Sinking reputation: White Star Line Brand Analysis


The famous RMS Titanic sank exactly 109 years ago in 1912, after hitting an iceberg the previous night. The company who owned the Titanic, White Star Line, became defunct 87 years ago. So, today we’re going back in time with a brand analysis on WSL!

Fast facts

  • Name: White Star Line (WSL), or The Oceanic Steam Navigation Company
  • Type: Partnership
  • Parent company: Ismay, Imrie and Co.
  • Origin: Liverpool, England
  • Founding year: 1845
  • Defunct year: 1934
  • Key people: Joseph Bruce Ismay, Thomas Henry Ismay, William Imrie, Henry Wilson, John Pilkington (former founders/owners)
  • Key stakeholders: Cunard Line (successor)
  • Areas served: Transatlantic

Bad campaigning

Even before the sinking of the Titanic, White Star Line had become one of the most famous shipping lines within its market. Instead of focusing on speed like others, WSL prioritized the comfort of the passengers. Still, they had nearly 30 events ranging from wreckages, to collisions, and even disappearances of ocean liners.

“Unsinkable”. Back then, they used this word to brand and advertise the Titanic in the papers. Sure, it was a successful marketing campaign and attracted many passengers. Luxury, comfort, and the idea of hopes and dreams coming true in America easily gained everyone’s attention from upper to lower classes.

Unfortunately, the Titanic sank anyway and it caused a painful reputation for the ocean liner itself and White Star Line. Additionally, the chairman at the time and a survivor of the sinking, Joseph Bruce Ismay, quit his position out of shame.

Consequences and preventions

So, if not for the false advertising their brand reputation could’ve possibly been salvaged. The tactics from the marketing team under WSL made all employees overly confident about the Titanic being unsinkable. As they strongly believed in it, others did too and that’s how the word spread. This was just their way of trying to sell, and it was a good effort, but it was clearly followed by many consequences.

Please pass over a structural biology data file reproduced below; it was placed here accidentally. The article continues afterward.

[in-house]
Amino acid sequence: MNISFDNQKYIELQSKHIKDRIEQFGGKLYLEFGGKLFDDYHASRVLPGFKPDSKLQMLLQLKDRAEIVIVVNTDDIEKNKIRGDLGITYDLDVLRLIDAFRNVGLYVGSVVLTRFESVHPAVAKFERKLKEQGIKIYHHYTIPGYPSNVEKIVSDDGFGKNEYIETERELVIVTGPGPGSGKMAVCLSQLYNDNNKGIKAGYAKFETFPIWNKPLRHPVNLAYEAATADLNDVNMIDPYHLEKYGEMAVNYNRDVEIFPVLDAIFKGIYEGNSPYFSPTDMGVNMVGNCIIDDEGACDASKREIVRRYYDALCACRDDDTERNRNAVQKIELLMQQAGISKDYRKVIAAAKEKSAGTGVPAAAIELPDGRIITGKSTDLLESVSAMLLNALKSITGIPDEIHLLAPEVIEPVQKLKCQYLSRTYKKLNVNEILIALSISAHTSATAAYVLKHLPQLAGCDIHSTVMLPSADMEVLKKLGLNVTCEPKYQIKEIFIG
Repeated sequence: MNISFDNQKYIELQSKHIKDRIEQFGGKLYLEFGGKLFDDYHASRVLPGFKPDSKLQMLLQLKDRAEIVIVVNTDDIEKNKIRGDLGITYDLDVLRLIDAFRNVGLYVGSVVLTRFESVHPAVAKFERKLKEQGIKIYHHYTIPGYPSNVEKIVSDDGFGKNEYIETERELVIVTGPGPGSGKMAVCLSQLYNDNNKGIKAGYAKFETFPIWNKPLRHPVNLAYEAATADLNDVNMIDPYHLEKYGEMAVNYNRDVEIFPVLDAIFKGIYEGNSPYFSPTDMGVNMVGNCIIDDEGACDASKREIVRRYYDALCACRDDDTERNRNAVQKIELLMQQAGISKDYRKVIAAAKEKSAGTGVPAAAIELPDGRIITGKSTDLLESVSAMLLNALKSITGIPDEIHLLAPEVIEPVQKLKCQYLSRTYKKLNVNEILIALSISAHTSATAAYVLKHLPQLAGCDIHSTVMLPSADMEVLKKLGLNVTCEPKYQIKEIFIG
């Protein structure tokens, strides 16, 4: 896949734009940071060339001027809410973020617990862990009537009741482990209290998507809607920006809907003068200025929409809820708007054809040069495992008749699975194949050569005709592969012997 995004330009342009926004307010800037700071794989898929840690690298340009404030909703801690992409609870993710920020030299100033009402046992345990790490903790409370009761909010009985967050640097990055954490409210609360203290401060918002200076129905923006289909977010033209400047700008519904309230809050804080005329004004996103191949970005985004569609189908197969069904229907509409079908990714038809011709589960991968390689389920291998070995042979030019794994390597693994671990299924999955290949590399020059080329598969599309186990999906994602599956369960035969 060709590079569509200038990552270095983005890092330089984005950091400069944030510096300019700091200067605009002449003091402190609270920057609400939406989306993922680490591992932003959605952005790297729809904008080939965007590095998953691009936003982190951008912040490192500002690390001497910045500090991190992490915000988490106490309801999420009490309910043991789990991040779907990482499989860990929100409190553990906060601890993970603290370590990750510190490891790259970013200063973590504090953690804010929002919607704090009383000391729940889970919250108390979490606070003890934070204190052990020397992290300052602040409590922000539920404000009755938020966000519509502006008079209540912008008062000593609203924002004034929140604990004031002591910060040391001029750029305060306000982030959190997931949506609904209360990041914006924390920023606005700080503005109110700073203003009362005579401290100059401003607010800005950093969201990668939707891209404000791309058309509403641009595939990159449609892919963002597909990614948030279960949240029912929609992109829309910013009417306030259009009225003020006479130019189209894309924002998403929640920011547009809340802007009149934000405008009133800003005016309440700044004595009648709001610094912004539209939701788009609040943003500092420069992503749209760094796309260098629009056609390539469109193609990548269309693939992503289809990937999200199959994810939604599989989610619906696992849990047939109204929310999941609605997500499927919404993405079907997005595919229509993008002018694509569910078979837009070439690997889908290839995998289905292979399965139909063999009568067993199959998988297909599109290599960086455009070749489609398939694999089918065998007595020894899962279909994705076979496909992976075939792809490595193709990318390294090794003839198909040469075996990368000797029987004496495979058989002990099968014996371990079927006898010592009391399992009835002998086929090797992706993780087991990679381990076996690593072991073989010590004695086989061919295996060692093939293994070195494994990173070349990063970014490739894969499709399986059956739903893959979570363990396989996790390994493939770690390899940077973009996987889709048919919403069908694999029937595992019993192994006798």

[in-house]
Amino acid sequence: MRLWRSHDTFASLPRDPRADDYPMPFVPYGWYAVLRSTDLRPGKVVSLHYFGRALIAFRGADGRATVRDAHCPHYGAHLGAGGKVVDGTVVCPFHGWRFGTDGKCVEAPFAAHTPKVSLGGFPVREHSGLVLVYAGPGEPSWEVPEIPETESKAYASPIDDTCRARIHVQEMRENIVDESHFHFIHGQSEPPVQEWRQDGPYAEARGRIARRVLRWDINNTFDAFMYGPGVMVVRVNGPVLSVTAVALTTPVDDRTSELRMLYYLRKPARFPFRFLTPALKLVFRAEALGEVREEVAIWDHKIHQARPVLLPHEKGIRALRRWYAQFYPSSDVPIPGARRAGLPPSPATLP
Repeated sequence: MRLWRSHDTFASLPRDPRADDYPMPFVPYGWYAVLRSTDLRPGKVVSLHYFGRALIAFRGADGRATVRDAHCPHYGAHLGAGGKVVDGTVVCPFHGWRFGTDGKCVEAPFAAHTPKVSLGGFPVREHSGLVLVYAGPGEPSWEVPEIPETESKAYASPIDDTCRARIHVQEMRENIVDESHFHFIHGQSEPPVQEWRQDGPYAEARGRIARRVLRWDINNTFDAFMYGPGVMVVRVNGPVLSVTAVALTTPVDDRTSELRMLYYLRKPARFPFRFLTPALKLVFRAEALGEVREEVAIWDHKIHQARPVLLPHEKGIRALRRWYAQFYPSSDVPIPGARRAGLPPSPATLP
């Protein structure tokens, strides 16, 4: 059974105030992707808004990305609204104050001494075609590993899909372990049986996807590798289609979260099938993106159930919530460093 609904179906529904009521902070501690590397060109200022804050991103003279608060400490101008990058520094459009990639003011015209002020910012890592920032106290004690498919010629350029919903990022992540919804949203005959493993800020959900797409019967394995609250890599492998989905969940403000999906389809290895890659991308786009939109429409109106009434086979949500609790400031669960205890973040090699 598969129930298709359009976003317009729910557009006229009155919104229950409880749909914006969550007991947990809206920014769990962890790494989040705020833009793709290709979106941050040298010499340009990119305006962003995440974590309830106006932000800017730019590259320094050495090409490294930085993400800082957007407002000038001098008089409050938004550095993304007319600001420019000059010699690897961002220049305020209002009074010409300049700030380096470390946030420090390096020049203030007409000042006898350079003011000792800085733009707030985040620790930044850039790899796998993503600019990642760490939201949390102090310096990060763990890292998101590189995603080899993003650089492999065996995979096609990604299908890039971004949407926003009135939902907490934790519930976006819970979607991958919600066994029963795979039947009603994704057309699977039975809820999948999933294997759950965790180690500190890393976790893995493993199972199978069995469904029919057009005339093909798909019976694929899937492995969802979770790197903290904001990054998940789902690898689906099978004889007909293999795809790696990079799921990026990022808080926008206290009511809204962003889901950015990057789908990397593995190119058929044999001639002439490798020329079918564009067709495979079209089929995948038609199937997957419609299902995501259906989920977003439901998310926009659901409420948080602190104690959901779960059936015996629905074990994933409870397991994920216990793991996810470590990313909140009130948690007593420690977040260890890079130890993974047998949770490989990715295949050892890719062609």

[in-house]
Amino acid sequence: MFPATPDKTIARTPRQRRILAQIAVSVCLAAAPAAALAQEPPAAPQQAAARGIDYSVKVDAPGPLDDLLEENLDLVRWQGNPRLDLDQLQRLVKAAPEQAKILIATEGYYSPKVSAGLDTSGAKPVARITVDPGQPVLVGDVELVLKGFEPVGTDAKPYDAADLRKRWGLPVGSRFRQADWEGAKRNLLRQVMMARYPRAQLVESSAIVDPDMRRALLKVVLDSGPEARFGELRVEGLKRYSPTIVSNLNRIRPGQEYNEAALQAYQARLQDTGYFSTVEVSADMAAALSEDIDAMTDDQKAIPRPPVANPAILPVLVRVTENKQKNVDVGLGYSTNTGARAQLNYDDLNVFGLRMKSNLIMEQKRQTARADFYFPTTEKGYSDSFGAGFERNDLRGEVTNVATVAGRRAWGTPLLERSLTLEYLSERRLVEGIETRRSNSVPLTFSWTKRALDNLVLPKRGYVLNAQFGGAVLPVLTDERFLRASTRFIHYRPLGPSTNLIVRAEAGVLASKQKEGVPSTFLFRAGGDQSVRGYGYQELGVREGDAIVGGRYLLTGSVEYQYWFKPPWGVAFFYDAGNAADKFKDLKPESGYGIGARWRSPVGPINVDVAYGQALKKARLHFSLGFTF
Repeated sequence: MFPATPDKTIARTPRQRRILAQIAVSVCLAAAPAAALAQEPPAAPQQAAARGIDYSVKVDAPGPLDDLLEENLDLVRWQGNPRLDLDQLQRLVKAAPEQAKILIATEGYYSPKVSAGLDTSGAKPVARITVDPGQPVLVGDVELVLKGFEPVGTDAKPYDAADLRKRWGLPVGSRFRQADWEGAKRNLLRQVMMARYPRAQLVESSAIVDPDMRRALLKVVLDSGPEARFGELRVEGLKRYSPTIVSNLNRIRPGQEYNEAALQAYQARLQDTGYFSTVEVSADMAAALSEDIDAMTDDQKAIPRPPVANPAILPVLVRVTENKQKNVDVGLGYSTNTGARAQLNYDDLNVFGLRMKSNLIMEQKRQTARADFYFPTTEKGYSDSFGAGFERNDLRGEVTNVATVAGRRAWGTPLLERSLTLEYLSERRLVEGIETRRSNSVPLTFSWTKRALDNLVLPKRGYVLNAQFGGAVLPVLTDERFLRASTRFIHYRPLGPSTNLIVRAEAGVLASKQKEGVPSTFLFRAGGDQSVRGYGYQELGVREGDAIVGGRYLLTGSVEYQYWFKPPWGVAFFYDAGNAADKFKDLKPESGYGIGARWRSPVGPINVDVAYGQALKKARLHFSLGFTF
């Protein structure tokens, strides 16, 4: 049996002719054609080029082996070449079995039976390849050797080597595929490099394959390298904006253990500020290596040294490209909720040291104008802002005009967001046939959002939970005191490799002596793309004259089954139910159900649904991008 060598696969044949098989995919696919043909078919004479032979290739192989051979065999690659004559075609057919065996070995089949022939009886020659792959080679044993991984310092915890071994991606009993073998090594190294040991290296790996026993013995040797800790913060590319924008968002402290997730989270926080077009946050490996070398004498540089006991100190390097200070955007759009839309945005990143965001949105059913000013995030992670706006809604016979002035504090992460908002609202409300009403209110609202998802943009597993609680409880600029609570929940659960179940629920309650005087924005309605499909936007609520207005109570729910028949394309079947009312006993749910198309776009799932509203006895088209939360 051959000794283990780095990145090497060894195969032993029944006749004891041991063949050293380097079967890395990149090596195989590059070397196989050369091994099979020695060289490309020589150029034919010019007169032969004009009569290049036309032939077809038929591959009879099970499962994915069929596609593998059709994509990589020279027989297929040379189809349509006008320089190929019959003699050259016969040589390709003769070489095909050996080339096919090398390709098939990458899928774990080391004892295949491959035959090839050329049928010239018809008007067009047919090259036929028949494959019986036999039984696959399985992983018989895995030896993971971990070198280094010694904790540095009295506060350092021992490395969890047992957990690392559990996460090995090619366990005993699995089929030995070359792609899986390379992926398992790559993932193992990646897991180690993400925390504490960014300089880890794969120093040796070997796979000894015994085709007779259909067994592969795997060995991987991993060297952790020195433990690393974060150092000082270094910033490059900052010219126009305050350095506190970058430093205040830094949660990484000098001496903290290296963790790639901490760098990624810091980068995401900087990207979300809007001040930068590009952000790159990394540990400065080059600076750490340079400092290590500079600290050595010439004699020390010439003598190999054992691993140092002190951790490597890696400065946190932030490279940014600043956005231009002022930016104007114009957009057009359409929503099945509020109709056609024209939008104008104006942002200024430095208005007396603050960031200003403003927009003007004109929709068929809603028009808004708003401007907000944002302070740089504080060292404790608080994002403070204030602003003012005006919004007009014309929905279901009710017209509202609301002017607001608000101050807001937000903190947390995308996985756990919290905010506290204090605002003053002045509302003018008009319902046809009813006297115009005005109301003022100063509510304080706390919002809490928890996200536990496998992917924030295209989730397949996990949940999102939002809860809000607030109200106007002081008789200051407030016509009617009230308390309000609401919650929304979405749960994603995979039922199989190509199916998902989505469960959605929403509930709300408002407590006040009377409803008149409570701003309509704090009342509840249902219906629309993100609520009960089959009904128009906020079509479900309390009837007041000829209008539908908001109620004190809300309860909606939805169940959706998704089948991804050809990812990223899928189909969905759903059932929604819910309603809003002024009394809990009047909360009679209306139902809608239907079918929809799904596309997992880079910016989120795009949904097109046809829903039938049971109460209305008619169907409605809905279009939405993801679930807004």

The best ways WSL could’ve prevented such a long-lasting bad reputation were in fact simple. Perhaps, there should have been better communication between the departments about what’s acceptable to avoid exaggeration in marketing. Moreover, sufficient lifeboats should’ve been prepared that day, or the crew on the ship should’ve listened to the six warnings of sea ice the day before and traveled slower.


Later, White Star Line went bankrupt during the Great Depression and the brand was taken over by its rival. Above all, their level of customer service was well executed and worth pointing out. Therefore, their successor (and formal rival) the Cunard Line uses the term “White Star Service”. This is to reveal that they have the highest level of service, going beyond expectations.

In short, such branding could no longer survive today. Imagine if they were on social media and a disaster of such proportions took place. Since the sinking took nearly three hours, it would’ve already been everywhere. White Star Line’s brand image would be destroyed instantly, and likely forced to stop operating any further. What do you think?

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